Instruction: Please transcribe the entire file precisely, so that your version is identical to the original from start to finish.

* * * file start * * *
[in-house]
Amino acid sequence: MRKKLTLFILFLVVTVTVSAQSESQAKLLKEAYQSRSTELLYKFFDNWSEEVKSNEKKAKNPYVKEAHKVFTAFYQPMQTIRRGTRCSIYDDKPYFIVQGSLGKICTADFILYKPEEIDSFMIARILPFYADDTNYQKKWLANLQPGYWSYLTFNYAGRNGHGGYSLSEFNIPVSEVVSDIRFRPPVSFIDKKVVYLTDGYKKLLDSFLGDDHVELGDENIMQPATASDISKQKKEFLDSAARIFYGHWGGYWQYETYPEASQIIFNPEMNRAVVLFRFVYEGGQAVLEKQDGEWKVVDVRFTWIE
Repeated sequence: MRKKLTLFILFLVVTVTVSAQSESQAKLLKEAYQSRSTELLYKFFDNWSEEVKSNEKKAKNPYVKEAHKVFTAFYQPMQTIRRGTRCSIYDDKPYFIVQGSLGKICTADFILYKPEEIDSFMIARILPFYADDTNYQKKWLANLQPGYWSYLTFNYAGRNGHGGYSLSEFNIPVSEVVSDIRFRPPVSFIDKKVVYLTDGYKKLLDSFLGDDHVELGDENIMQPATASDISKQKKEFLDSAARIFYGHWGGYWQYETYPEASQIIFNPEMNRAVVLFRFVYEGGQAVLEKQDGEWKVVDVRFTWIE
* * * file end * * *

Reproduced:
[in-house]
Amino acid sequence: MRKKLTLFILFLVVTVTVSAQSESQAKLLKEAYQSRSTELLYKFFDNWSEEVKSNEKKAKNPYVKEAHKVFTAFYQPMQTIRRGTRCSIYDDKPYFIVQGSLGKICTADFILYKPEEIDSFMIARILPFYADDTNYQKKWLANLQPGYWSYLTFNYAGRNGHGGYSLSEFNIPVSEVVSDIRFRPPVSFIDKKVVYLTDGYKKLLDSFLGDDHVELGDENIMQPATASDISKQKKEFLDSAARIFYGHWGGYWQYETYPEASQIIFNPEMNRAVVLFRFVYEGGQAVLEKQDGEWKVVDVRFTWIE
Repeated sequence: MRKKLTLFILFLVVTVTVSAQSESQAKLLKEAYQSRSTELLYKFFDNWSEEVKSNEKKAKNPYVKEAHKVFTAFYQPMQTIRRGTRCSIYDDKPYFIVQGSLGKICTADFILYKPEEIDSFMIARILPFYADDTNYQKKWLANLQPGYWSYLTFNYAGRNGHGGYSLSEFNIPVSEVVSDIRFRPPVSFIDKKVVYLTDGYKKLLDSFLGDDHVELGDENIMQPATASDISKQKKEFLDSAARIFYGHWGGYWQYETYPEASQIIFNPEMNRAVVLFRFVYEGGQAVLEKQDGEWKVVDVRFTWIE